• Before Beyond

Journey of a Caregiver

Updated: May 10, 2021



Gen Y Speaks: My hopes, pain and tears in my mum's fight against cancer by Seline Kok (Today Online)


The author shares her journey from the day her mum was diagnosed with final stage neuroendocrine cancer to her last mum's last days.


The unexpected gift of time

The author and her sister took unpaid leave from work to care for their mum. She reflects that it was probably the best time of her life.


"How many of us have the luxury of time to spend 24 hours a day and seven days a week with our parent without ever leaving their side?"

Being diagnosed with terminal illness can be heart-breaking at first, but it also allows people to have the opportunity to give and receive things they wouldn't have been able to under normal circumstances when life is taken for granted.


"I am grateful we were gifted a few months together with her and  that I had the chance to thank her properly for everything that she had done for us."

The lingering memory of the final moments

The author also describes the immediate moments leading to her mum's death and after death. The moment of death is not often talked about but it can result in recurrent flashbacks and nightmares. If these issues lasts for more than 6 months or cause significant disruption to daily life, consider seeking help from a counsellor. The underlying causes of the recurrent flashbacks and nightmares may require professional help in order to be resolved.


"For hours, she would stare ahead at nothingness. She would react to us less and less. She stopped eating completely. And then she stopped drinking. ... The sight of her lifeless eyes staring straight ahead still haunts me today. I wish she had looked at me for one last time, instead of looking through me as she breathed her last."

Process of grieving and healing

Lastly, the process of grieving and healing from a death that occurs from terminal illness is different from a death that occurs suddenly and unexpectedly. Grieving usually starts much earlier i.e. at the point of diagnosis. The course is usually protracted as there are multiple "losses" that occur along the way: the loss of normalcy, the loss of opportunities, the loss of independence, and finally, the loss of life.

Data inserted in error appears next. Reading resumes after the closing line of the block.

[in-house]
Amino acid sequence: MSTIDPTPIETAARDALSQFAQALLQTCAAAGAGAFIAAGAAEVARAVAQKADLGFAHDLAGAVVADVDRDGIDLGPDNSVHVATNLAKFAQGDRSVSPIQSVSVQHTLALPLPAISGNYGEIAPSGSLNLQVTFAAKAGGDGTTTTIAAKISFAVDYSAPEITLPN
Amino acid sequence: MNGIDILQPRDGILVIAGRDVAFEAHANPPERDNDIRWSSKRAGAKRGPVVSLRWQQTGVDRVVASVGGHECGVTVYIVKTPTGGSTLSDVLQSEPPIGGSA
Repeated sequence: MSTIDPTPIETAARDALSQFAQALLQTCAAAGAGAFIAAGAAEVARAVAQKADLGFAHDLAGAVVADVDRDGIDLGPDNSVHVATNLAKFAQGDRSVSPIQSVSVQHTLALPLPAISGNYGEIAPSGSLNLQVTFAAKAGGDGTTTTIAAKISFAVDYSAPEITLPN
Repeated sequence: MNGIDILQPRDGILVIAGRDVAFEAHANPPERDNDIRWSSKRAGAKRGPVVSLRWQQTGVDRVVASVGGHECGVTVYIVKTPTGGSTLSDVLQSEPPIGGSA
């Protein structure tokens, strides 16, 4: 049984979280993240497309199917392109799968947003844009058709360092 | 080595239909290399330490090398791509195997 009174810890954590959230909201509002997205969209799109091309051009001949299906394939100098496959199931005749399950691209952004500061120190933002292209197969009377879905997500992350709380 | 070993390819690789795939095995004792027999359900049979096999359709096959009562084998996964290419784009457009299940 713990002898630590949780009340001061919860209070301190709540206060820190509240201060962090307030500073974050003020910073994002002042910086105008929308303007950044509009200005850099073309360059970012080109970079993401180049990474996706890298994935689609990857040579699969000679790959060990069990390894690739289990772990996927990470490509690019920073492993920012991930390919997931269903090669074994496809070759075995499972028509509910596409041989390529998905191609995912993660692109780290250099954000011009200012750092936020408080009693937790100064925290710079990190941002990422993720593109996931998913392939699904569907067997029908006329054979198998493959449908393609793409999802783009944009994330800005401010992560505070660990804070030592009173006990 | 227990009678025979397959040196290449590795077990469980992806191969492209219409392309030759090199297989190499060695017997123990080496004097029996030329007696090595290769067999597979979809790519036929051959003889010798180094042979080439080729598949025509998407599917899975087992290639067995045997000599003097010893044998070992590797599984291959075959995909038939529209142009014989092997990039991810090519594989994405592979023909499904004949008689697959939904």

"Although the process of healing generally begins after a person's passing, mine had already started during the time we spent with her in the hospital."

Concurrently, the process of healing can happen at the same time as grieving. Healing happens when the loss is accepted (this usually takes place slowly so remember to be patient with yourself) and decisions are made in order to invoke change - these changes can be in the form of actions or thoughts.


Re-framing the narrative is a useful way to facilitate healing. For example:


Instead of "My mum was diagnosed with a terminal illness despite being young and healthy. She wouldn't be able to see me get married or get to see her grandchildren."


Try "My mum was diagnosed with a terminal illness. In our last months with her, I will do my best to make her happy by spending quality time with her, learning new things together (e.g. pottery, knitting) and learning how to cook delicious food for the family."


The situation essentially has not changed, but the focus has shifted from opportunities loss to opportunities made. Healing can be an arduous uphill climb and the distinction between the states of healing and grieving are often blurred (just like the distinction between being sick and well).


Have lots of patience and faith that good things will come (because bad things can only exist in contrast to good things, right?) and schedule regular breaks to momentarily let go of all that worries you and find peace and enjoyment in simply being alive.


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Gen Y Speaks: I am a nursing student. This is how I cared for my dying dad by Paula Say (Today Online)

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